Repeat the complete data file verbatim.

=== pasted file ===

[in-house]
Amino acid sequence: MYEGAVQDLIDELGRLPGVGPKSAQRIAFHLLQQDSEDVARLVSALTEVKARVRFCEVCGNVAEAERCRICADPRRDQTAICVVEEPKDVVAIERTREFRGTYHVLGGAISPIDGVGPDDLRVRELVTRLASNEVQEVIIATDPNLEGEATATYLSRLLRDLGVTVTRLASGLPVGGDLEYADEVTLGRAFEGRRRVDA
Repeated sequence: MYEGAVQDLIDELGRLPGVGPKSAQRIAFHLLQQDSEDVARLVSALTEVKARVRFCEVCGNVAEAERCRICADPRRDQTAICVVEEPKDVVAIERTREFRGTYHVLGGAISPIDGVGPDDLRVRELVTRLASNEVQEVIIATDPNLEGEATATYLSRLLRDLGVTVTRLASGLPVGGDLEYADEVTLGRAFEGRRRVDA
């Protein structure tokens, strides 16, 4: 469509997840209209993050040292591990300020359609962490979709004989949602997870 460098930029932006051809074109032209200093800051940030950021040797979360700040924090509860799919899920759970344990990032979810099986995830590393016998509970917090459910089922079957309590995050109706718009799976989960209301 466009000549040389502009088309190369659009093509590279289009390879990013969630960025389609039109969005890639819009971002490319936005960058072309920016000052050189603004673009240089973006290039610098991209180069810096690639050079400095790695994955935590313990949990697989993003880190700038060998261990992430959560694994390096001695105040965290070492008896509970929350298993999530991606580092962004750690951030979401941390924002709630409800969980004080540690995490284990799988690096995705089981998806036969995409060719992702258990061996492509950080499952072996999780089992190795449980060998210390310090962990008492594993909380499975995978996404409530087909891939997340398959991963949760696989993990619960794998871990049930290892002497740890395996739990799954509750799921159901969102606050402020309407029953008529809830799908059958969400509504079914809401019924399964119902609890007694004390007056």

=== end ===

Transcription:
[in-house]
Amino acid sequence: MYEGAVQDLIDELGRLPGVGPKSAQRIAFHLLQQDSEDVARLVSALTEVKARVRFCEVCGNVAEAERCRICADPRRDQTAICVVEEPKDVVAIERTREFRGTYHVLGGAISPIDGVGPDDLRVRELVTRLASNEVQEVIIATDPNLEGEATATYLSRLLRDLGVTVTRLASGLPVGGDLEYADEVTLGRAFEGRRRVDA
Repeated sequence: MYEGAVQDLIDELGRLPGVGPKSAQRIAFHLLQQDSEDVARLVSALTEVKARVRFCEVCGNVAEAERCRICADPRRDQTAICVVEEPKDVVAIERTREFRGTYHVLGGAISPIDGVGPDDLRVRELVTRLASNEVQEVIIATDPNLEGEATATYLSRLLRDLGVTVTRLASGLPVGGDLEYADEVTLGRAFEGRRRVDA
């Protein structure tokens, strides 16, 4: 469509997840209209993050040292591990300020359609962490979709004989949602997870 460098930029932006051809074109032209200093800051940030950021040797979360700040924090509860799919899920759970344990990032979810099986995830590393016998509970917090459910089922079957309590995050109706718009799976989960209301 466009000549040389502009088309190369659009093509590279289009390879990013969630960025389609039109969005890639819009971002490319936005960058072309920016000052050189603004673009240089973006290039610098991209180069810096690639050079400095790695994955935590313990949990697989993003880190700038060998261990992430959560694994390096001695105040965290070492008896509970929350298993999530991606580092962004750690951030979401941390924002709630409800969980004080540690995490284990799988690096995705089981998806036969995409060719992702258990061996492509950080499952072996999780089992190795449980060998210390310090962990008492594993909380499975995978996404409530087909891939997340398959991963949760696989993990619960794998871990049930290892002497740890395996739990799954509750799921159901969102606050402020309407029953008529809830799908059958969400509504079914809401019924399964119902609890007694004390007056």